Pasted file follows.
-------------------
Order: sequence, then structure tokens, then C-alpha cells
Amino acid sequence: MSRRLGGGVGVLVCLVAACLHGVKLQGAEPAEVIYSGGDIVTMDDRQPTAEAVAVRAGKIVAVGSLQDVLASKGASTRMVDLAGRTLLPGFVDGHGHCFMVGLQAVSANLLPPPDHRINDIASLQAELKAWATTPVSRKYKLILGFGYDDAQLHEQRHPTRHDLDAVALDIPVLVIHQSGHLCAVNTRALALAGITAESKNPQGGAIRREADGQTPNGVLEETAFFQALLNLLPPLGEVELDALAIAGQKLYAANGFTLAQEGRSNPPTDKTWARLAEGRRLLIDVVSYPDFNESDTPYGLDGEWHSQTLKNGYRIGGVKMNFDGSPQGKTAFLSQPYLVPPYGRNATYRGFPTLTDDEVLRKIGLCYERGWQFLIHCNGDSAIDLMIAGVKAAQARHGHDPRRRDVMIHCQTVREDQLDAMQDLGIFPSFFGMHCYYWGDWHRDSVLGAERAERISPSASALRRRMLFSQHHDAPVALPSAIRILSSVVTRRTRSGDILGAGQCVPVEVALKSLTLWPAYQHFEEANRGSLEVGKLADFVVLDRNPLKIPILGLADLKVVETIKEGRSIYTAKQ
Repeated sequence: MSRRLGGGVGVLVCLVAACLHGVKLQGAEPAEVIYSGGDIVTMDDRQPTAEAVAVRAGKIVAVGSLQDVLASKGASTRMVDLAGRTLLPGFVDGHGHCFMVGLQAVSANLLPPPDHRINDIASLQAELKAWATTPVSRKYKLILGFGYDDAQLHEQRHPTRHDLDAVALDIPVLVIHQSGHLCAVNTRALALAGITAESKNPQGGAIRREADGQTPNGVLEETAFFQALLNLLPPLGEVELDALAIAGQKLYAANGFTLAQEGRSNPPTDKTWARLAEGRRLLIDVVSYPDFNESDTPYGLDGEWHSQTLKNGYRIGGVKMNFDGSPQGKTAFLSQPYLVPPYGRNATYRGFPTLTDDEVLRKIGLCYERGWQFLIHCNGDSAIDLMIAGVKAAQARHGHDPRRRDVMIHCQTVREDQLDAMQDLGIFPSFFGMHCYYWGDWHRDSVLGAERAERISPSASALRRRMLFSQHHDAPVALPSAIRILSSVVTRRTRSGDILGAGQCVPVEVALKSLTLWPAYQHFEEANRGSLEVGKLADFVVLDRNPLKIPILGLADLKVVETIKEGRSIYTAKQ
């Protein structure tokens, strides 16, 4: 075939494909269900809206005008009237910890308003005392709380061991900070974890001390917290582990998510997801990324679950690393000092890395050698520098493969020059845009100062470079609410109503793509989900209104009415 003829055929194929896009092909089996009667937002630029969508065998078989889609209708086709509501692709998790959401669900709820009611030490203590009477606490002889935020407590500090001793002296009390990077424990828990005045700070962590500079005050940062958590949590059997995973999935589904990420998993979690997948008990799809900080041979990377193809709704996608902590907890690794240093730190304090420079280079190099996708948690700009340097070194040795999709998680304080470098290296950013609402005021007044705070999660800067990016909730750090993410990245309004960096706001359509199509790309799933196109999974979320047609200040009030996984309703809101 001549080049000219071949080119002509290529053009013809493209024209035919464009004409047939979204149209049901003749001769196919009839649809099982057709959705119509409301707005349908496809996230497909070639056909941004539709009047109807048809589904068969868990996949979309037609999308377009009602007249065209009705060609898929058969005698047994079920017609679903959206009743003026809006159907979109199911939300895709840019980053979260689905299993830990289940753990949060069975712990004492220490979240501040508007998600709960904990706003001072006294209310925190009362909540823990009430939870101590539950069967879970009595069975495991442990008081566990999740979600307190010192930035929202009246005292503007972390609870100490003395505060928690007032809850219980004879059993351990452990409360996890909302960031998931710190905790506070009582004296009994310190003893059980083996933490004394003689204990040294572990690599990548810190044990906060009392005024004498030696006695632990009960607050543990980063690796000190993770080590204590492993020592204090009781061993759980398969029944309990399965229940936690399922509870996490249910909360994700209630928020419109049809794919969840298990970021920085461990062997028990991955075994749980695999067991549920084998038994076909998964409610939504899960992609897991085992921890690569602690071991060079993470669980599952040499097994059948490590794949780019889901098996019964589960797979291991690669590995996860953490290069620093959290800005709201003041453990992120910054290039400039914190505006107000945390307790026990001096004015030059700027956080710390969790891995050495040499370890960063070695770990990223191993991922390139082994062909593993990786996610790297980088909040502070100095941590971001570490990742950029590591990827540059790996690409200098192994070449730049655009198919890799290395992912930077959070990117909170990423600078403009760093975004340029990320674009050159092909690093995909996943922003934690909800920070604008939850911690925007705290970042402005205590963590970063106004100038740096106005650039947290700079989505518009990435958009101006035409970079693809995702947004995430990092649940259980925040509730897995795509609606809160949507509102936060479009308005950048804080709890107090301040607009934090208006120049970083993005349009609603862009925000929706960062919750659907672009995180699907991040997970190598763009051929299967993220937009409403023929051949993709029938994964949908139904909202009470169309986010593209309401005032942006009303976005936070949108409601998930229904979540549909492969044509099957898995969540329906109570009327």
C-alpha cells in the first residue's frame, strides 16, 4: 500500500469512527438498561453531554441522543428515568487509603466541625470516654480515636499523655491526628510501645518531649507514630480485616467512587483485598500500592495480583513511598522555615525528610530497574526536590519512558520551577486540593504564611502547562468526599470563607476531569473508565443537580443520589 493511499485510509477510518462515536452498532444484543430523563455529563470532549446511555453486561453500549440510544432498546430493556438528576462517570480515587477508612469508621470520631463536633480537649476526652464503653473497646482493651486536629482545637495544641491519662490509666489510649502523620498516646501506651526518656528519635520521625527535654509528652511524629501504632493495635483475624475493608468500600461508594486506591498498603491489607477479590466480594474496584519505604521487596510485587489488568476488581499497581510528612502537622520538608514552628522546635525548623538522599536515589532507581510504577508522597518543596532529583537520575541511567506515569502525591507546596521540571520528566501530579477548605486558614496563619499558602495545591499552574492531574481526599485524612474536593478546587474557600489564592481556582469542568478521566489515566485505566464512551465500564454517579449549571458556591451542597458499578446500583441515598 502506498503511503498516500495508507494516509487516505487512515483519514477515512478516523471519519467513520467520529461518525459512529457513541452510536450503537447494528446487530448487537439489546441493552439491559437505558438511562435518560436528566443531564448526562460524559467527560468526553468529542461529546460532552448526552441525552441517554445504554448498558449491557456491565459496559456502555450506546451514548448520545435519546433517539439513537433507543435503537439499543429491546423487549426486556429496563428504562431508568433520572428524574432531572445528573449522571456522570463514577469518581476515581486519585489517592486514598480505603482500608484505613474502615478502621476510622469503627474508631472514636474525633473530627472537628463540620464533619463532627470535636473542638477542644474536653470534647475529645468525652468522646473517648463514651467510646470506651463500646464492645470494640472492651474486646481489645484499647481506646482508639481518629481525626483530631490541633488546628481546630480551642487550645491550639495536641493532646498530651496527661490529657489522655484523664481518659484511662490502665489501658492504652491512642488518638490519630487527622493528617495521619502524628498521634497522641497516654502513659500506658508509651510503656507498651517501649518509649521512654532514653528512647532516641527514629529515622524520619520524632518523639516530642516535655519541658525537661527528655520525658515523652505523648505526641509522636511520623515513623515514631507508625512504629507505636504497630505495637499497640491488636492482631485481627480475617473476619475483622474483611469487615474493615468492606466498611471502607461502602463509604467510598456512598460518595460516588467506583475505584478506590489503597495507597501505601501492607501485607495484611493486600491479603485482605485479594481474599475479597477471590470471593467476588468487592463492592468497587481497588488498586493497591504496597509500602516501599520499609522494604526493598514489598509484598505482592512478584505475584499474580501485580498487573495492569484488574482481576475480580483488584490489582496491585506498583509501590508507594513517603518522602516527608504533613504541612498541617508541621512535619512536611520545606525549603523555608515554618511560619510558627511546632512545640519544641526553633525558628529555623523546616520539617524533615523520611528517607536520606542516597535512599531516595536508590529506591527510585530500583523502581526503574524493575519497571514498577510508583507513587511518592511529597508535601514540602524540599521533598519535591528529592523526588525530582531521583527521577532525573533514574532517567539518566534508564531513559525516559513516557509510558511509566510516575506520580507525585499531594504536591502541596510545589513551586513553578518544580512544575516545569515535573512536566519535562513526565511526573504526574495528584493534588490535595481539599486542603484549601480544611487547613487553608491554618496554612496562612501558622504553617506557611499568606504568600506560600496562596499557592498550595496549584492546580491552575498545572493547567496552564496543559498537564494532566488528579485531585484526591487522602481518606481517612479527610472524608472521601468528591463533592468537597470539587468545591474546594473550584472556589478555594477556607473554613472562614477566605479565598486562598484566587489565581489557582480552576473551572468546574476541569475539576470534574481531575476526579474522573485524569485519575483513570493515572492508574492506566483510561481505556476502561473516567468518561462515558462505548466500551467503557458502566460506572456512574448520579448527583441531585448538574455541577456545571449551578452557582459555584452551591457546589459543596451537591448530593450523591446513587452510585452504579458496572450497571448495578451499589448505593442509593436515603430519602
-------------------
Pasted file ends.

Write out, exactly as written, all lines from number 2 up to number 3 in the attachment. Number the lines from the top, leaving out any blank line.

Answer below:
Amino acid sequence: MSRRLGGGVGVLVCLVAACLHGVKLQGAEPAEVIYSGGDIVTMDDRQPTAEAVAVRAGKIVAVGSLQDVLASKGASTRMVDLAGRTLLPGFVDGHGHCFMVGLQAVSANLLPPPDHRINDIASLQAELKAWATTPVSRKYKLILGFGYDDAQLHEQRHPTRHDLDAVALDIPVLVIHQSGHLCAVNTRALALAGITAESKNPQGGAIRREADGQTPNGVLEETAFFQALLNLLPPLGEVELDALAIAGQKLYAANGFTLAQEGRSNPPTDKTWARLAEGRRLLIDVVSYPDFNESDTPYGLDGEWHSQTLKNGYRIGGVKMNFDGSPQGKTAFLSQPYLVPPYGRNATYRGFPTLTDDEVLRKIGLCYERGWQFLIHCNGDSAIDLMIAGVKAAQARHGHDPRRRDVMIHCQTVREDQLDAMQDLGIFPSFFGMHCYYWGDWHRDSVLGAERAERISPSASALRRRMLFSQHHDAPVALPSAIRILSSVVTRRTRSGDILGAGQCVPVEVALKSLTLWPAYQHFEEANRGSLEVGKLADFVVLDRNPLKIPILGLADLKVVETIKEGRSIYTAKQ
Repeated sequence: MSRRLGGGVGVLVCLVAACLHGVKLQGAEPAEVIYSGGDIVTMDDRQPTAEAVAVRAGKIVAVGSLQDVLASKGASTRMVDLAGRTLLPGFVDGHGHCFMVGLQAVSANLLPPPDHRINDIASLQAELKAWATTPVSRKYKLILGFGYDDAQLHEQRHPTRHDLDAVALDIPVLVIHQSGHLCAVNTRALALAGITAESKNPQGGAIRREADGQTPNGVLEETAFFQALLNLLPPLGEVELDALAIAGQKLYAANGFTLAQEGRSNPPTDKTWARLAEGRRLLIDVVSYPDFNESDTPYGLDGEWHSQTLKNGYRIGGVKMNFDGSPQGKTAFLSQPYLVPPYGRNATYRGFPTLTDDEVLRKIGLCYERGWQFLIHCNGDSAIDLMIAGVKAAQARHGHDPRRRDVMIHCQTVREDQLDAMQDLGIFPSFFGMHCYYWGDWHRDSVLGAERAERISPSASALRRRMLFSQHHDAPVALPSAIRILSSVVTRRTRSGDILGAGQCVPVEVALKSLTLWPAYQHFEEANRGSLEVGKLADFVVLDRNPLKIPILGLADLKVVETIKEGRSIYTAKQ